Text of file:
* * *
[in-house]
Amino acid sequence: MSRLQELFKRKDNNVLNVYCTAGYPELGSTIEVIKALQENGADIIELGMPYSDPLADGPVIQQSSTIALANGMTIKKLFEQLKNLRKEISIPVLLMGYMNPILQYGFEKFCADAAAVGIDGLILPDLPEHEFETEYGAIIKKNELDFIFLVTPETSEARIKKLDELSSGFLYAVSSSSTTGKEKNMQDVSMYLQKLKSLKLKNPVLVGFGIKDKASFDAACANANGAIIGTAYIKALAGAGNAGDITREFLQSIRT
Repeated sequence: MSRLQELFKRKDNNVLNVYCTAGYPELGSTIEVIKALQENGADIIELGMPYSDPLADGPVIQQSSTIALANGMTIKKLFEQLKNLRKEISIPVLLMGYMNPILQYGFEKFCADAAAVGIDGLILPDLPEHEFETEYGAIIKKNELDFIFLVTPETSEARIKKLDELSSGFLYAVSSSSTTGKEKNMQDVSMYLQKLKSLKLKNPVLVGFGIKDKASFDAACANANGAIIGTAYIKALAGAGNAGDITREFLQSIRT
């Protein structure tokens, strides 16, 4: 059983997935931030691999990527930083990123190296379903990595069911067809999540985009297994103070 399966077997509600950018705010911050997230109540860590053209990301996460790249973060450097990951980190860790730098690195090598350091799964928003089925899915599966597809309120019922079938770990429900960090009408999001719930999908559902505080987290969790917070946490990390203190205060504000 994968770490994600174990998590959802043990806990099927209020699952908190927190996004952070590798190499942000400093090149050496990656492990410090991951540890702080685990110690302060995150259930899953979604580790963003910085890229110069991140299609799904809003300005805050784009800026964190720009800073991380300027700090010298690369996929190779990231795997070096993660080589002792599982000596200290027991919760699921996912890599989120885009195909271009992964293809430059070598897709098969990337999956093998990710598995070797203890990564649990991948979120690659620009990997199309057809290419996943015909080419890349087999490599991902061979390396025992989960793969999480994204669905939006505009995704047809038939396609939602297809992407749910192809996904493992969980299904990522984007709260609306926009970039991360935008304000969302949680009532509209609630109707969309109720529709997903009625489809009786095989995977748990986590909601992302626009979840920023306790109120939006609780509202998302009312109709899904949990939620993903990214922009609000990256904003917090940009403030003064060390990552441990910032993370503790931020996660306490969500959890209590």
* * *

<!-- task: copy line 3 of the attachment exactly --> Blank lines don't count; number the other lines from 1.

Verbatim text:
Repeated sequence: MSRLQELFKRKDNNVLNVYCTAGYPELGSTIEVIKALQENGADIIELGMPYSDPLADGPVIQQSSTIALANGMTIKKLFEQLKNLRKEISIPVLLMGYMNPILQYGFEKFCADAAAVGIDGLILPDLPEHEFETEYGAIIKKNELDFIFLVTPETSEARIKKLDELSSGFLYAVSSSSTTGKEKNMQDVSMYLQKLKSLKLKNPVLVGFGIKDKASFDAACANANGAIIGTAYIKALAGAGNAGDITREFLQSIRT